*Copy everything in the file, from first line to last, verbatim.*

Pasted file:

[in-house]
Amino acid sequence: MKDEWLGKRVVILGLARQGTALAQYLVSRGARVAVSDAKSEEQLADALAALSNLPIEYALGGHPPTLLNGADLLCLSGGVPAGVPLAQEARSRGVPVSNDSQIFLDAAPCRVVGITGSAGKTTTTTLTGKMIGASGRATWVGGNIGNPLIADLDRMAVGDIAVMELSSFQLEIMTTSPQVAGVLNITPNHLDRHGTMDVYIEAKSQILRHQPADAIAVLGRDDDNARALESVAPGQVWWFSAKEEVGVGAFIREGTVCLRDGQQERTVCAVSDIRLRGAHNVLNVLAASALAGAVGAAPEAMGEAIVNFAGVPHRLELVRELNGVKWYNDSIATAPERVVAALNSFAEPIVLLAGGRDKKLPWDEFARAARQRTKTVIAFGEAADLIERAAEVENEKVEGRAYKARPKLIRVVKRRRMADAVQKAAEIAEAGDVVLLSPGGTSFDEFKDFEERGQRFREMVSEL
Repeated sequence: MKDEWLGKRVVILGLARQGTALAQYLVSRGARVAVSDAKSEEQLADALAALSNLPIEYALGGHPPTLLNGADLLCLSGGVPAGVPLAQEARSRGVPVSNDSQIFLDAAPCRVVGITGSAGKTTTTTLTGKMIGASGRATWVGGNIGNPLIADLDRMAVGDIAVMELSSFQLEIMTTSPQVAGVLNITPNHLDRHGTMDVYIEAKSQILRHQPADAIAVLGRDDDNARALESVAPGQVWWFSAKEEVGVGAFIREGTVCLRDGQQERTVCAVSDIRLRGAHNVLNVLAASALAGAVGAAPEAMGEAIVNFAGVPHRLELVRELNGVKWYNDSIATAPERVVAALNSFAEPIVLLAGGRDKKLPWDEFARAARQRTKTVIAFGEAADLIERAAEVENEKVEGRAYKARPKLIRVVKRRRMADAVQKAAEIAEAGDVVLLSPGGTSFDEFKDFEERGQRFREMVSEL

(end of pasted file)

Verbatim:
[in-house]
Amino acid sequence: MKDEWLGKRVVILGLARQGTALAQYLVSRGARVAVSDAKSEEQLADALAALSNLPIEYALGGHPPTLLNGADLLCLSGGVPAGVPLAQEARSRGVPVSNDSQIFLDAAPCRVVGITGSAGKTTTTTLTGKMIGASGRATWVGGNIGNPLIADLDRMAVGDIAVMELSSFQLEIMTTSPQVAGVLNITPNHLDRHGTMDVYIEAKSQILRHQPADAIAVLGRDDDNARALESVAPGQVWWFSAKEEVGVGAFIREGTVCLRDGQQERTVCAVSDIRLRGAHNVLNVLAASALAGAVGAAPEAMGEAIVNFAGVPHRLELVRELNGVKWYNDSIATAPERVVAALNSFAEPIVLLAGGRDKKLPWDEFARAARQRTKTVIAFGEAADLIERAAEVENEKVEGRAYKARPKLIRVVKRRRMADAVQKAAEIAEAGDVVLLSPGGTSFDEFKDFEERGQRFREMVSEL
Repeated sequence: MKDEWLGKRVVILGLARQGTALAQYLVSRGARVAVSDAKSEEQLADALAALSNLPIEYALGGHPPTLLNGADLLCLSGGVPAGVPLAQEARSRGVPVSNDSQIFLDAAPCRVVGITGSAGKTTTTTLTGKMIGASGRATWVGGNIGNPLIADLDRMAVGDIAVMELSSFQLEIMTTSPQVAGVLNITPNHLDRHGTMDVYIEAKSQILRHQPADAIAVLGRDDDNARALESVAPGQVWWFSAKEEVGVGAFIREGTVCLRDGQQERTVCAVSDIRLRGAHNVLNVLAASALAGAVGAAPEAMGEAIVNFAGVPHRLELVRELNGVKWYNDSIATAPERVVAALNSFAEPIVLLAGGRDKKLPWDEFARAARQRTKTVIAFGEAADLIERAAEVENEKVEGRAYKARPKLIRVVKRRRMADAVQKAAEIAEAGDVVLLSPGGTSFDEFKDFEERGQRFREMVSEL